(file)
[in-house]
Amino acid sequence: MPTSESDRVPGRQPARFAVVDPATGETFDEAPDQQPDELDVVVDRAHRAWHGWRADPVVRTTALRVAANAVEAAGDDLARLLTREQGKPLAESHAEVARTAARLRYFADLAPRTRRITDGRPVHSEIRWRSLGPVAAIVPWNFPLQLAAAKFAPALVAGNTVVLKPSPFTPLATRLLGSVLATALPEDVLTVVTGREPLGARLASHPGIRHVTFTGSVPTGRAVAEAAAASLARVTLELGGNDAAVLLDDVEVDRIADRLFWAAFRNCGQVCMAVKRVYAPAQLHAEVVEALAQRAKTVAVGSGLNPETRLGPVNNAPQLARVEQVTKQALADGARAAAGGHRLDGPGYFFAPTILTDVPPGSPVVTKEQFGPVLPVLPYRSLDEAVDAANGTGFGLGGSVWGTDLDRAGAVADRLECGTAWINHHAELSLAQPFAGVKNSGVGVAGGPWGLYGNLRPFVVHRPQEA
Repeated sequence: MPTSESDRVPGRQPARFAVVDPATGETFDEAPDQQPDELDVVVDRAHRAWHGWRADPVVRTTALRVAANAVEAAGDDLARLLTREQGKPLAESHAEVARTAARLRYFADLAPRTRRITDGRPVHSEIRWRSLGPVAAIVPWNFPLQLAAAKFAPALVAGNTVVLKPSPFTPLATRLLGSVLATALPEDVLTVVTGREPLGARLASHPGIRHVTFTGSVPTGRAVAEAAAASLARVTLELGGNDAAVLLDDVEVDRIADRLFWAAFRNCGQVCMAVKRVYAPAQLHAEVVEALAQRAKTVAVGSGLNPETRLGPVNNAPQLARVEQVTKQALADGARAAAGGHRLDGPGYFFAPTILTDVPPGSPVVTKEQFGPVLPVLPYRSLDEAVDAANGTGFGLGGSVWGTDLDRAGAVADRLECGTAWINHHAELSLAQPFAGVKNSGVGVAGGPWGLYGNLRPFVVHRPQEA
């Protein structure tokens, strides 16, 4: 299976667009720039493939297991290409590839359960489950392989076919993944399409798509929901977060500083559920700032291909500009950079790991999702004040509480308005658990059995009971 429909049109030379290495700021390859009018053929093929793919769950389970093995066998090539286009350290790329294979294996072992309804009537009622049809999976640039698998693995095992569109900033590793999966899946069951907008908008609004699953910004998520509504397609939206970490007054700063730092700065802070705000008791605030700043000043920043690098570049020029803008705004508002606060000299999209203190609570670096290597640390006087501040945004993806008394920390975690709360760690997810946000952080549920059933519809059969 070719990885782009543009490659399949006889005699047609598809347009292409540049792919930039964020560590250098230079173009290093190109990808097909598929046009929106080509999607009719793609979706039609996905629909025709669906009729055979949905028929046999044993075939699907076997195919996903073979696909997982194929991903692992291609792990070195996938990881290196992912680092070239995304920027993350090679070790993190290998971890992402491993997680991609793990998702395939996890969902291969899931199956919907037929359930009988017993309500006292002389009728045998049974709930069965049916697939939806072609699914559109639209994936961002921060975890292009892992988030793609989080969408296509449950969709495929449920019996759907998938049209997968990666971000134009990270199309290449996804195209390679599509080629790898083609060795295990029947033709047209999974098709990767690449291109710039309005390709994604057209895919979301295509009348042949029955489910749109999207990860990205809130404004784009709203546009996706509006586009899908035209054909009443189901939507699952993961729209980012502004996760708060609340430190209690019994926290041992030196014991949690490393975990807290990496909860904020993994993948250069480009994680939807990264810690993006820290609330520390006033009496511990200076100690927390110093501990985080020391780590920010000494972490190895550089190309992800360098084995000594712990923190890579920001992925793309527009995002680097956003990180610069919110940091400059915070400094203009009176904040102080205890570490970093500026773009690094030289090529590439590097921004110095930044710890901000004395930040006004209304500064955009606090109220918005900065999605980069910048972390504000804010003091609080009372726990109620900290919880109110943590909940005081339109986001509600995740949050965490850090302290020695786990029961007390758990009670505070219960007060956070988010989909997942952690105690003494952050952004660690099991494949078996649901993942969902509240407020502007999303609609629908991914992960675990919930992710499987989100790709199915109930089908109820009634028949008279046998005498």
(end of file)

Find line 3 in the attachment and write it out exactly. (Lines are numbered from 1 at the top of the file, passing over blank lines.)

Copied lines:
Repeated sequence: MPTSESDRVPGRQPARFAVVDPATGETFDEAPDQQPDELDVVVDRAHRAWHGWRADPVVRTTALRVAANAVEAAGDDLARLLTREQGKPLAESHAEVARTAARLRYFADLAPRTRRITDGRPVHSEIRWRSLGPVAAIVPWNFPLQLAAAKFAPALVAGNTVVLKPSPFTPLATRLLGSVLATALPEDVLTVVTGREPLGARLASHPGIRHVTFTGSVPTGRAVAEAAAASLARVTLELGGNDAAVLLDDVEVDRIADRLFWAAFRNCGQVCMAVKRVYAPAQLHAEVVEALAQRAKTVAVGSGLNPETRLGPVNNAPQLARVEQVTKQALADGARAAAGGHRLDGPGYFFAPTILTDVPPGSPVVTKEQFGPVLPVLPYRSLDEAVDAANGTGFGLGGSVWGTDLDRAGAVADRLECGTAWINHHAELSLAQPFAGVKNSGVGVAGGPWGLYGNLRPFVVHRPQEA